Before you inspect anything, be sure to put the car’s ignition system in its off position to prevent electrocution and take the key out of the cylinder.

After taking the key out of the cylinder, you ought to start by removing the ignition coil from the distributor cap and positioning the terminal in its place.

It’s also important to position the terminal about half an inch off the good ground to prevent causing any damage to nearby people and systems in case of a short circuit. 

Continue by disconnecting the white wire from the ignition amplifier and turning the key to its ON position. If the white wire causes a spark every time you touch the ground, it means that the ignition is working as intended. 

Step 2:  Inspect all the wirings, replace the coil, and add 12-volt red wire.

If the white wire didn’t spark when you touched the ground, there is something wrong with the ignition system, and it is your job to figure out what that is. 

Using a voltmeter to measure the current supplied by the red wire is your next step.

If the red wire is pushing above/exactly 12 voltages while the key is in its ON position, the connection is fine. 

If the red wire isn’t providing any current at all, you will have to buy a new one as this one is toast. 

At this point, you should also check if the ignition coils are fine. If they are, proceed to the next step, if they are not, replace them and proceed to the next step.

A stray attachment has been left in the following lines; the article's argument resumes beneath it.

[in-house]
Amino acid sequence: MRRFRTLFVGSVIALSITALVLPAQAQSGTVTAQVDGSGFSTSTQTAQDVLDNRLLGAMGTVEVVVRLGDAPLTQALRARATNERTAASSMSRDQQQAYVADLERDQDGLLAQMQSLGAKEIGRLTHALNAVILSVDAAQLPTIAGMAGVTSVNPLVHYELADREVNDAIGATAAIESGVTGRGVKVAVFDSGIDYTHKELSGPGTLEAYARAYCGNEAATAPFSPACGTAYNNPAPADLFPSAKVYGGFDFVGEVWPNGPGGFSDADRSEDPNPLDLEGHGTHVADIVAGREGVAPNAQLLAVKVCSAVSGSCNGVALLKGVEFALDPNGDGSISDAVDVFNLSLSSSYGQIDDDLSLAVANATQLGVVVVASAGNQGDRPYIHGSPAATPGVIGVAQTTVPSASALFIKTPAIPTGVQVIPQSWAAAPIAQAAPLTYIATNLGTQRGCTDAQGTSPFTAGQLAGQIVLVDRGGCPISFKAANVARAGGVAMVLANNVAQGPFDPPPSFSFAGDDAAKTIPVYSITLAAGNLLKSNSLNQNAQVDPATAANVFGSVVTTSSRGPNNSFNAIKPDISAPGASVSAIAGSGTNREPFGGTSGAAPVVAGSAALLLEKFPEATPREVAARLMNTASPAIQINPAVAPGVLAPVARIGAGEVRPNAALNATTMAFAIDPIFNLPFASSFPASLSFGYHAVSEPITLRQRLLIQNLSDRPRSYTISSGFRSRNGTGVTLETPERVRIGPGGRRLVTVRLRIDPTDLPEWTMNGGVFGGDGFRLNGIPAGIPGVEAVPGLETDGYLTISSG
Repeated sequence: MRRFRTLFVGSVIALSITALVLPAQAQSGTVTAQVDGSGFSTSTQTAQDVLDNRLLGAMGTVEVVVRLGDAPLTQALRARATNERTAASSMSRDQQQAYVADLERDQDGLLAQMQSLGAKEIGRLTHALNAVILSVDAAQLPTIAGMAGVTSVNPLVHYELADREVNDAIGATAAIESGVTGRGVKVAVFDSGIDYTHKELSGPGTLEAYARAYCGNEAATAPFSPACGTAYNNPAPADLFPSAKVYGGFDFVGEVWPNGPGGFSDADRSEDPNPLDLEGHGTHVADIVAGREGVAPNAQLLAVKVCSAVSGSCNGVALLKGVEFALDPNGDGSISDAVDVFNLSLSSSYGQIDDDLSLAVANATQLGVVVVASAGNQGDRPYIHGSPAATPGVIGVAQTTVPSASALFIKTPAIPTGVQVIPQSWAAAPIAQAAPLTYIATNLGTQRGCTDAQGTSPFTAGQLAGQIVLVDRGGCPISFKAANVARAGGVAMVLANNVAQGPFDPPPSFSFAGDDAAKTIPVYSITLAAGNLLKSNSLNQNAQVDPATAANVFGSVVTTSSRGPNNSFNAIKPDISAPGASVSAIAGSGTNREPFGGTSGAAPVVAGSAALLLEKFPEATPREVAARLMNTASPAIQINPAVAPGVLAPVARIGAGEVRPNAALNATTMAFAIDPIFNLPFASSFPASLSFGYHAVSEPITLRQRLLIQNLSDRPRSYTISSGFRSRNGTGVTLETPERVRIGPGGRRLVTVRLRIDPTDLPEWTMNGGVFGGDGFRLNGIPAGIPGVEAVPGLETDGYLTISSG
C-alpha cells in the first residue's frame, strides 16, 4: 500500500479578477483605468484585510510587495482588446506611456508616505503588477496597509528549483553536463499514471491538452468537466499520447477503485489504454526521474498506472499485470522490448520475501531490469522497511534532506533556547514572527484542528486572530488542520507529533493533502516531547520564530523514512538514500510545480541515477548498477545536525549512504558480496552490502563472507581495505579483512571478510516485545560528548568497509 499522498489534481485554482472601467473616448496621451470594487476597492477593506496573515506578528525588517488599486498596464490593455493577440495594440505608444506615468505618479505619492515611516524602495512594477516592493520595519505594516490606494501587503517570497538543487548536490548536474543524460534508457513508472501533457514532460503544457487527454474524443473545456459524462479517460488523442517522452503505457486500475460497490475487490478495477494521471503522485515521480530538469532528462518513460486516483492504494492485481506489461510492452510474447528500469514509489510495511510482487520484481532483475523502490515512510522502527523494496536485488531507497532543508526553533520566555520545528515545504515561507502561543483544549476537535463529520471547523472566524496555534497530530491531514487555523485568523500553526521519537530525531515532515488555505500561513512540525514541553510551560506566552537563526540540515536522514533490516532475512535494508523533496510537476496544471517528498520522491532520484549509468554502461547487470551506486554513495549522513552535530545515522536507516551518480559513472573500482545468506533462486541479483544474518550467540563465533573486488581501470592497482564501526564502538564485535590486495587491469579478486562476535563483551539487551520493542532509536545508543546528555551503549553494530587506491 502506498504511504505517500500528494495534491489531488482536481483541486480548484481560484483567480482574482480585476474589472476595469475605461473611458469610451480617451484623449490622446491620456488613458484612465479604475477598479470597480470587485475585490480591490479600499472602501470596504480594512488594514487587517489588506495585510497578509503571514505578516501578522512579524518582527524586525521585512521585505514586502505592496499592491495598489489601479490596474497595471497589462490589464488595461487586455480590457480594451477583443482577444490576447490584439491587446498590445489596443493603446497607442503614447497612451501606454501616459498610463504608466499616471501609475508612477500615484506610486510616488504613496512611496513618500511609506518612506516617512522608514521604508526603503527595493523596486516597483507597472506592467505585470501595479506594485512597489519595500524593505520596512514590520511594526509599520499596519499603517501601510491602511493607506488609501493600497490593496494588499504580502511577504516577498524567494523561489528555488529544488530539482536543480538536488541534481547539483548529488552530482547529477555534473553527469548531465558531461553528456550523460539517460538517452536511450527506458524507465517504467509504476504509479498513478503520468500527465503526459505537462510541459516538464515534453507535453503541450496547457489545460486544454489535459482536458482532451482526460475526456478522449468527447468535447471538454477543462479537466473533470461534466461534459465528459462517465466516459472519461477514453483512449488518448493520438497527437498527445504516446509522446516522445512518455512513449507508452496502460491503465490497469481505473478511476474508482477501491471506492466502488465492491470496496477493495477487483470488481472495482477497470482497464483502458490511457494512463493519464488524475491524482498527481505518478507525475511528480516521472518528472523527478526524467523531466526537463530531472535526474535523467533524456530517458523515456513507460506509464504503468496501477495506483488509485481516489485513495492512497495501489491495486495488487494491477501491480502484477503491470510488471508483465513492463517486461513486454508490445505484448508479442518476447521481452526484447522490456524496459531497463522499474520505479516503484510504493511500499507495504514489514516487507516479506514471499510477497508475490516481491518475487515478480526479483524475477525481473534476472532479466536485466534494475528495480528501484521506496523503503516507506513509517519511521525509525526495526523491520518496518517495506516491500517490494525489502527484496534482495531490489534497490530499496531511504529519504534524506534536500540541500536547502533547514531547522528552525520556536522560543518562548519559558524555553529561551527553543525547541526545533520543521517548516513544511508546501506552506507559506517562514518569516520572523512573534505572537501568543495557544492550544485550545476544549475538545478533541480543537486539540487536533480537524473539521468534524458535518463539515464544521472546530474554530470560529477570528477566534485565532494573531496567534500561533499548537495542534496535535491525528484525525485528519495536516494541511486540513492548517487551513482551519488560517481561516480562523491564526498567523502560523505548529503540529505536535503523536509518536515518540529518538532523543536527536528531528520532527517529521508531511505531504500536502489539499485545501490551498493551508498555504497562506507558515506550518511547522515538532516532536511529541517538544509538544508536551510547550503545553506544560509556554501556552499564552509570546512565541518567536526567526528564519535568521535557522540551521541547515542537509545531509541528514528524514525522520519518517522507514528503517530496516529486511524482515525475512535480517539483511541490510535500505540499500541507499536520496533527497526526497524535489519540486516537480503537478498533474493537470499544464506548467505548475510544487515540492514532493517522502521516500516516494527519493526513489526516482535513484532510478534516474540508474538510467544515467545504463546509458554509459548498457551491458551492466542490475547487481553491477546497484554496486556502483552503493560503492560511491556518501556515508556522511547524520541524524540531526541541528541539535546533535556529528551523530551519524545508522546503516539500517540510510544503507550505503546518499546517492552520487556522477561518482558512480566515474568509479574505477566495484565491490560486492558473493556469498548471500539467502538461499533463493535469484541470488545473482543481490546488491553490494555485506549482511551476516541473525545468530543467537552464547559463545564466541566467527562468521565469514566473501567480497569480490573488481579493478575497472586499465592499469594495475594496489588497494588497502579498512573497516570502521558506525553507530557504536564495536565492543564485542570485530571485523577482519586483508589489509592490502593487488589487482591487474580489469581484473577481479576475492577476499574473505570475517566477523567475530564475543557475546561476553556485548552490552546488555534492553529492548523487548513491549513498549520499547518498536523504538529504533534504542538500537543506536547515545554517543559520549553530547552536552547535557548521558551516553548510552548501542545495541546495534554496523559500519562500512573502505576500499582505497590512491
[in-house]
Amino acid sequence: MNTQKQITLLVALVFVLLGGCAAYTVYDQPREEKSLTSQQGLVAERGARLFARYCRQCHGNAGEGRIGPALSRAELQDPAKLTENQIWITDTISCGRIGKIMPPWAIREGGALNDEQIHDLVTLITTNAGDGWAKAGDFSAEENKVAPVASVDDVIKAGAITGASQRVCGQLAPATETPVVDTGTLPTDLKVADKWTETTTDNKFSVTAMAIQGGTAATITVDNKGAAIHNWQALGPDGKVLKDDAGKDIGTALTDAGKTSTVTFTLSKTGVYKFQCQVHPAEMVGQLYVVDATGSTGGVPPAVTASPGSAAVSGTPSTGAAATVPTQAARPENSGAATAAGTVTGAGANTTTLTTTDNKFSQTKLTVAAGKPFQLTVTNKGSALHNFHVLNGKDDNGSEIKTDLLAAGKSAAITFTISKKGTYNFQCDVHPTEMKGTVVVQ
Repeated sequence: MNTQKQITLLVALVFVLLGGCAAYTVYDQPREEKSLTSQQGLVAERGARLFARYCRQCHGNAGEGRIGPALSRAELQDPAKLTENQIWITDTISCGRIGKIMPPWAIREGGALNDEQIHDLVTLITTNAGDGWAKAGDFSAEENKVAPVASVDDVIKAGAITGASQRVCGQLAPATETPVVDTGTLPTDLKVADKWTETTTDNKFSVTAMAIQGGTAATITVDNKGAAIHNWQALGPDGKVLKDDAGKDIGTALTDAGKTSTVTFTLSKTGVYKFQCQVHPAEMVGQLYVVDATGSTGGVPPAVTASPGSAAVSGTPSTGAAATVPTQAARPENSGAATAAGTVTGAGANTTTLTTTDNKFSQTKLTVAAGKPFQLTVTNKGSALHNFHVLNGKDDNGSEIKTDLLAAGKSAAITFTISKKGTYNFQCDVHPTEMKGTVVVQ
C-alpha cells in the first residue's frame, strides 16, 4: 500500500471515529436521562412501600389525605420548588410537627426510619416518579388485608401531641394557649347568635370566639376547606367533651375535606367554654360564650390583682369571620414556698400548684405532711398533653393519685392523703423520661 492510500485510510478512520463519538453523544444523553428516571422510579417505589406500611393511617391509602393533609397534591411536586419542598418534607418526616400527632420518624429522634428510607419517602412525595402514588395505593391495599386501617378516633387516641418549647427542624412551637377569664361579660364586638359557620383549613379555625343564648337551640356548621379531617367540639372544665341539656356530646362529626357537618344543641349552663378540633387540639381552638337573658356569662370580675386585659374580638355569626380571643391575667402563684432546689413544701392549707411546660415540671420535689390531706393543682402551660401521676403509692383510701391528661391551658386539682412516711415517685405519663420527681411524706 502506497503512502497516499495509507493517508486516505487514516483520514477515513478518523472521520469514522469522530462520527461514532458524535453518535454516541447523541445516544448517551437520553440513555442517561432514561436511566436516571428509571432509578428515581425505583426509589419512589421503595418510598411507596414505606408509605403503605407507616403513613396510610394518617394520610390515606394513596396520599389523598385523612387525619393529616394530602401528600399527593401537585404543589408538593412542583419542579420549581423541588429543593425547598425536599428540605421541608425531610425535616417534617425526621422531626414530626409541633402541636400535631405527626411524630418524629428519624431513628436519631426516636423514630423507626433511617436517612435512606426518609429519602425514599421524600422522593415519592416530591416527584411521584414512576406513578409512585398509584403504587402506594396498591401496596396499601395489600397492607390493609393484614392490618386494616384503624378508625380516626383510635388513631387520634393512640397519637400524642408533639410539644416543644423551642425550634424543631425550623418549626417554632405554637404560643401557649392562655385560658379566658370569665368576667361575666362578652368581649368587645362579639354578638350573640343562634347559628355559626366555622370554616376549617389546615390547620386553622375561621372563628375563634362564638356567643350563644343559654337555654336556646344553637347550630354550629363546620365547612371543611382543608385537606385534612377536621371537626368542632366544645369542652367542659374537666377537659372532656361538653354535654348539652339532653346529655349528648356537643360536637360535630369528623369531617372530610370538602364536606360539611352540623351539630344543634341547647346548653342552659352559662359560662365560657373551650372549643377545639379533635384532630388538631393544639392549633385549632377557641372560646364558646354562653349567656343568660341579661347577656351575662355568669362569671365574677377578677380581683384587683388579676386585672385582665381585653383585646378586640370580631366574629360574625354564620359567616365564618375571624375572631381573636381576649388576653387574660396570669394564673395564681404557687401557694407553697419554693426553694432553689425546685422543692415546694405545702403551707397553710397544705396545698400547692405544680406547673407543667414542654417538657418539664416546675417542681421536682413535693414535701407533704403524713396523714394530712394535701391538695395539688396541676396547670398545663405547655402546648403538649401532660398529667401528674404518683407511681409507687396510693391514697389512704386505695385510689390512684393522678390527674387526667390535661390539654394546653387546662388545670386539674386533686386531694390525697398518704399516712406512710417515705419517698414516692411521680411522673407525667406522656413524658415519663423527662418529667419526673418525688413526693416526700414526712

Step 3: Inspect the Magnetic Pickup trigger. 

Place the car’s key in its OFF position then continue to remove the ignition coil connection wire and place the terminal half an inch of good ground as performed in step number 1.

Carry on by disconnecting the MSD Magnetic Pickup and turning the key back to its ON position, but don’t crank the engine just yet. 

Step 3 Inspect the Magnetic Pickup trigger.

The main thing you need to do here is to find an adequate jumper wire to short the violet and green wires together and pull the jumper off the system. 

It’s important to remember that removing the short should cause the sparks to jump up. If there are no sparks anywhere, continue the troubleshooting process with the next step.

Step 4: Replace the components.

After you’ve done everything listed in all of the previous steps and the issue still persists, it’s time to check some of the components individually and replace them if they seem to be faulty. 

  • Wires – Check all of the wires going from the MSD box to all of its linked components. Check the current flow of every wire individually, and replace the wire if it isn’t providing any current.
  • Ignition Coils – We’ve already talked about replacing the coils if they aren’t working as intended, but be sure to inspect them again after going through all the steps mentioned above.

Step 5: Replace the MSD ignition box.

If you still didn’t manage to fix the MSD ignition box by carefully examining all of the associated components, there is only one thing left to do and that is to replace the MSD ignition box altogether. 

Step 5 Replace the MSD ignition box.

Is replacing an MSD ignition typically expensive? How much does it cost?

The MSD box isn’t as expensive as most people initially believe. You can expect to pay between $20 and $100 (shipping, labor, and taxes included) for a brand-new MSD ignition box.

If you want to source it from somewhere else (not MSD directly), the price can be both higher and lower. 

How often should you inspect or service an MSD ignition box?

You don’t need to service and maintain the MSD ignition box specifically as it can be done simply by following all of your pre-scheduled maintenance.

The MSD ignition box should be good to last about 60,000 miles or so before some of its cables and connections start causing problems. 

Also, it’s a good idea to stay on top of all the things related to the MSD box by checking all of the associated MSD ignition box owner manuals.